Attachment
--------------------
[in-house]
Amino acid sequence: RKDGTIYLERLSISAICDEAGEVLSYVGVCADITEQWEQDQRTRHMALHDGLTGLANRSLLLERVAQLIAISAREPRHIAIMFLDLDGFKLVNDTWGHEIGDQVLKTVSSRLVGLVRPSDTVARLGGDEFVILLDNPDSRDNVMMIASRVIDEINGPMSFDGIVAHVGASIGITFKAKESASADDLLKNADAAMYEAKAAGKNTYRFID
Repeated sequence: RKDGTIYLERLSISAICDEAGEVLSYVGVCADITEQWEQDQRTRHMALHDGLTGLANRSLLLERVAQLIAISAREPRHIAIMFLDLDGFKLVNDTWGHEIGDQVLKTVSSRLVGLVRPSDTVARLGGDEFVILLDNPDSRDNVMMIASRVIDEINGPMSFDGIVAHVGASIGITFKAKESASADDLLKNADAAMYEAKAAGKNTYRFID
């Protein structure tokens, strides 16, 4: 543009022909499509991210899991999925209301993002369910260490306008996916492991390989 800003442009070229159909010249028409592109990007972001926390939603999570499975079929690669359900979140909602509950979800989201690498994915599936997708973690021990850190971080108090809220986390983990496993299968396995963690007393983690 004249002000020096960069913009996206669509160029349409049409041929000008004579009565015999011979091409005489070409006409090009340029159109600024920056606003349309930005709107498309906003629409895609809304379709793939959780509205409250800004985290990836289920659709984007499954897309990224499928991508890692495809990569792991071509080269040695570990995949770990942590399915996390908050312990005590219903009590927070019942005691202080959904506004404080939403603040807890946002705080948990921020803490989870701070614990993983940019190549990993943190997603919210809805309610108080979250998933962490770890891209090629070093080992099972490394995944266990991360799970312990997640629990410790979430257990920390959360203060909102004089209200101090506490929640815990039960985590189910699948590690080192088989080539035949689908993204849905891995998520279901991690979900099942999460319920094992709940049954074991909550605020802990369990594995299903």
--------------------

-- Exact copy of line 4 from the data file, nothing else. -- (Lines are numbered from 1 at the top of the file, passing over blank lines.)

């Protein structure tokens, strides 16, 4: 543009022909499509991210899991999925209301993002369910260490306008996916492991390989 800003442009070229159909010249028409592109990007972001926390939603999570499975079929690669359900979140909602509950979800989201690498994915599936997708973690021990850190971080108090809220986390983990496993299968396995963690007393983690 004249002000020096960069913009996206669509160029349409049409041929000008004579009565015999011979091409005489070409006409090009340029159109600024920056606003349309930005709107498309906003629409895609809304379709793939959780509205409250800004985290990836289920659709984007499954897309990224499928991508890692495809990569792991071509080269040695570990995949770990942590399915996390908050312990005590219903009590927070019942005691202080959904506004404080939403603040807890946002705080948990921020803490989870701070614990993983940019190549990993943190997603919210809805309610108080979250998933962490770890891209090629070093080992099972490394995944266990991360799970312990997640629990410790979430257990920390959360203060909102004089209200101090506490929640815990039960985590189910699948590690080192088989080539035949689908993204849905891995998520279901991690979900099942999460319920094992709940049954074991909550605020802990369990594995299903």